HBO World Championship Boxing Preview: Herrera vs. Benavidez, Korobov vs. Lee, Chaves vs. Bradley
By: William Holmes
Both Showtime and HBO will be televising competing cards from Las Vegas, Nevada on Saturday night. The Cosmopolitan City of Las Vegas will be the host site for Saturday’s Top Rank promoted and HBO televised card and will feature two world title fights supporting the main event of the night.
Timothy Bradley will take on the hard hitting Argentinean Diego Chaves in the welterweight division in the main event. Matt Korobov will face Irish Andy Lee for the WBO Middleweight title in the co-feature, and Mauricio Herrera will face Jose Benavidez Jr. for the WBA Interim Junior Welterweight title.
The following is a preview of all three televised fights.
Mauricio Herrera (21-4) vs. Jose Benavidez Jr. (21-0); WBA Interim Junior Welterweight Title
Mauricio Herrera is most famous for his last close loss to Danny Garcia than for any of his victories, as most observers felt Herrera deserved the decision win when he faced Garcia.
Herrera will be giving up about three-and-a-half inches to Benavidez and about two inches in reach. Benavidez also has a deeper amateur career. He was an eleven-time national champion, a silver gloves champ twice, a national golden gloves champion at the age of sixteen, and had a very successful amateur career.
Benavidez also has a higher knockout ratio than Herrera. Benavidez has stopped fifteen of his opponents, but only two of his past five fights resulted in a stoppage victory. Herrera has only stopped seven of his opponents, and he hasn’t had a stoppage victory since 2010.
Herrera has also been the more tested fighter of the two. His losses have all come against tough opponents, including the questionable loss to Danny Garcia, Karim Mayfield, Mike Alvarado, and Mie Anchondo.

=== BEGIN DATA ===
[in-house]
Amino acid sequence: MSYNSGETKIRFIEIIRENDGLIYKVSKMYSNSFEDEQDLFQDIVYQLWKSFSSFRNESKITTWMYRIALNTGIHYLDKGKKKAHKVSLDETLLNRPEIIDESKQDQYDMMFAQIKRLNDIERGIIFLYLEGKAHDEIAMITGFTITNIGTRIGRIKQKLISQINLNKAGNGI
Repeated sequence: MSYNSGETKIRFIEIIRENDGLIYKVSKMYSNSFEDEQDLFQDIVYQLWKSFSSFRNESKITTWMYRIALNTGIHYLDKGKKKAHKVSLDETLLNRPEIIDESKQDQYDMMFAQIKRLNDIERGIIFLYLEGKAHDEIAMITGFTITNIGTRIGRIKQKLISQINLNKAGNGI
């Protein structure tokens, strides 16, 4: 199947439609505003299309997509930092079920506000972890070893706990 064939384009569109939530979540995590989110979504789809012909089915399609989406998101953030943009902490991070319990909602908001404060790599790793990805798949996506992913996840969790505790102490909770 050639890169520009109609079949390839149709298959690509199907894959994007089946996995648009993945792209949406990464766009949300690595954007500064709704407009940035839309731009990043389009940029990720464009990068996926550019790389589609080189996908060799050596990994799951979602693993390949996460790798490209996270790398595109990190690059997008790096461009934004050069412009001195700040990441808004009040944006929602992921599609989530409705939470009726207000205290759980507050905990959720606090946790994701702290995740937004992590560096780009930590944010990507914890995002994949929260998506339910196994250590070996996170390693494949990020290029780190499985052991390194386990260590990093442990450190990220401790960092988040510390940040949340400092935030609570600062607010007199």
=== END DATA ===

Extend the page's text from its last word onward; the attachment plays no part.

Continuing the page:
His notable victories include Johan Perez, Miguel Huerta, Ji-Hoon Kim, Mike Dallas Jr., and Ruslan Provodnikov.
Benavidez’s opponents are nowhere near as impressive as Herrera’s. Benavidez’s best victories have come against Henry Auraad, Prince Doku Jr., and Pavel Miranda.
However, you don’t become the youngest national golden gloves champion of all time without having some type of talent, and the ceiling on Benavidez appears to be very high. He’s only twenty-two years old and he has a very long and lucrative career ahead of him.
Herrera might be too tough of an opponent for him right now, but Benavidez’s amateur experience should help him outbox Herrera for twelve full rounds.
Matt Korobov (24-0) vs. Andy Lee (33-2); WBO Middleweight Title
Both Andy Lee and Matt Korobov represented their native countries, Ireland and Russia, well on the amateur level.
Andy Lee competed at the 2004 Summer Olympics and won the bronze medal in the 2004 European Championships. Korobov competed in the 2008 Summer Olympics and won a gold medal in the 2005 and 2007 World Amateur Championships.
Andy Lee has been boxing longer as a professional, but is one year younger than Korobov. Lee has stopped twenty-three of his opponents, including three of his past five opponents. Korobov has only stopped fourteen of his opponents, but three of his past five victories have come by way of stoppage.